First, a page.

The following dates are recommended because they have a low minimum student requirement,
or students are enrolled but not yet enough to hold a class. Please choose a date for your Failure Mode and Effects Analysis (FMEA) Training class. Dates are formatted as year-month-day:
If none of the recommended dates work with your schedule, that's ok. Please choose a date from the list below:
Who is Failure Mode and Effects Analysis (FMEA) Training for?
Failure Mode and Effects Analysis training is for anybody interested in launching a new undertaking more successfully. New undertakings can be services, products, or processes. And more successfully means with less risk, injury to customers or employees, warranty cost, rework cost, and scrap cost. In our course, San Antonio students learn:
Failure Mode and Effects Analysis (FMEA) Training Course Overview:
FMEA training describes Failure Mode and Effects Analysis so San Antonio students can lessen risk while designing any new system, product, or process. FMEA as a Design Tool. Failure Mode and Effects Analysis was born in Aerospace and evolved in Automotive; industries where we can't afford to make mistakes because they're safety-critical and measured in the cost of lives lost. What's useful for designing a zero-failure Space Shuttle is probably useful everywhere. Many industrial leaders agree so FMEA has found applications not only in product design but system design and process design as well. For example, Manufacturing Engineers in Automotive Powertrain divisions may have $50M budgets to launch new machining lines. That's a lot of money; as much as many smaller companies earn in a year. Mistakes can't be made. The expectation is that these new, super-complex lines launch flawlessly. How can that be done? FMEA.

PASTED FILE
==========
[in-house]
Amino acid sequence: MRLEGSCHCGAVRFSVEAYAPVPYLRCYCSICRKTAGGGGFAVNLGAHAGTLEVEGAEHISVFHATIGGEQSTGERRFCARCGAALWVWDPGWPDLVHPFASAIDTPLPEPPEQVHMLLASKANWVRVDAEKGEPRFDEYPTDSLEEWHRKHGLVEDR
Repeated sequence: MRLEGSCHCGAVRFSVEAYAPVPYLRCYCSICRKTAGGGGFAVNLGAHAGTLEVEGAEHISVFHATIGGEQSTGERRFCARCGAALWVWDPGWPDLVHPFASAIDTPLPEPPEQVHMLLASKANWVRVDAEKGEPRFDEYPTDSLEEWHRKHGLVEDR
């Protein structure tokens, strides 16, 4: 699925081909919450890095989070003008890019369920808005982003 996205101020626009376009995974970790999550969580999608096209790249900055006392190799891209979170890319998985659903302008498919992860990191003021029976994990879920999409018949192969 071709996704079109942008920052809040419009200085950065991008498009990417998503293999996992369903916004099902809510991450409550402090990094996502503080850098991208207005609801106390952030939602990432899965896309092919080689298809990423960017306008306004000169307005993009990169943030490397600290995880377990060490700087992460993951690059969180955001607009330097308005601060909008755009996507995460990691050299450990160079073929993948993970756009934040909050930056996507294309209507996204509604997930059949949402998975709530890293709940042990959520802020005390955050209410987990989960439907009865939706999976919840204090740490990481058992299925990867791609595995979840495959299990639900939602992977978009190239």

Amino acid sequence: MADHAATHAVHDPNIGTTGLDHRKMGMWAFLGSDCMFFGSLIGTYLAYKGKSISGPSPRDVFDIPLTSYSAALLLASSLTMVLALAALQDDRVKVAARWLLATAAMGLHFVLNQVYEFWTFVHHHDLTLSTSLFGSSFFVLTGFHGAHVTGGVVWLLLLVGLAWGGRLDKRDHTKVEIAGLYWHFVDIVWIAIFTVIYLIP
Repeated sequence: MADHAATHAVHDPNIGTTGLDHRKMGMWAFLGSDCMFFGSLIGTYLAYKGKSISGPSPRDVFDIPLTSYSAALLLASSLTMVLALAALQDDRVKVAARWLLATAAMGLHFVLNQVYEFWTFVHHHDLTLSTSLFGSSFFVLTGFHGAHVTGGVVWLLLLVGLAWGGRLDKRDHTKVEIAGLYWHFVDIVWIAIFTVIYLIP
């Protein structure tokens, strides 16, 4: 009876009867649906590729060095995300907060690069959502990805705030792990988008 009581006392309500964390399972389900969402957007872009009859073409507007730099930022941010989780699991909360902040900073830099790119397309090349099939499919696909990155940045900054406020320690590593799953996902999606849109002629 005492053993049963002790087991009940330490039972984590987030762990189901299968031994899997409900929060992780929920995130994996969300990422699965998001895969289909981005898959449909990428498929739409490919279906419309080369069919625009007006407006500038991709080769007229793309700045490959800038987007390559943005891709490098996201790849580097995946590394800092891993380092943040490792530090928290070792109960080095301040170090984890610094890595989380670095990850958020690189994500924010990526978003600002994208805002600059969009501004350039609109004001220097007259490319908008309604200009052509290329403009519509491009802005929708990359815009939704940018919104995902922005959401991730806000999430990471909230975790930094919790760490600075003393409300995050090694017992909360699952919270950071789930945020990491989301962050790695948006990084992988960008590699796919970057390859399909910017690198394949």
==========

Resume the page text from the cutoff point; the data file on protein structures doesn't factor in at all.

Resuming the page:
FMEA as a Root Cause Analysis Tool. In Six Sigma's DMAIC Analyze Phase, suppose you're working on a really tough problem with a low defect rate or a one-off that was destroyed in the process of its failure. How can you find the root cause? Many folks give up at this point claiming, "we can't do anything about a one-off failure". Not true. If that were true, FAA investigators wouldn't have jobs. If actual failure modes no longer exist, we can look at potential causes. FMEA allow us to do that.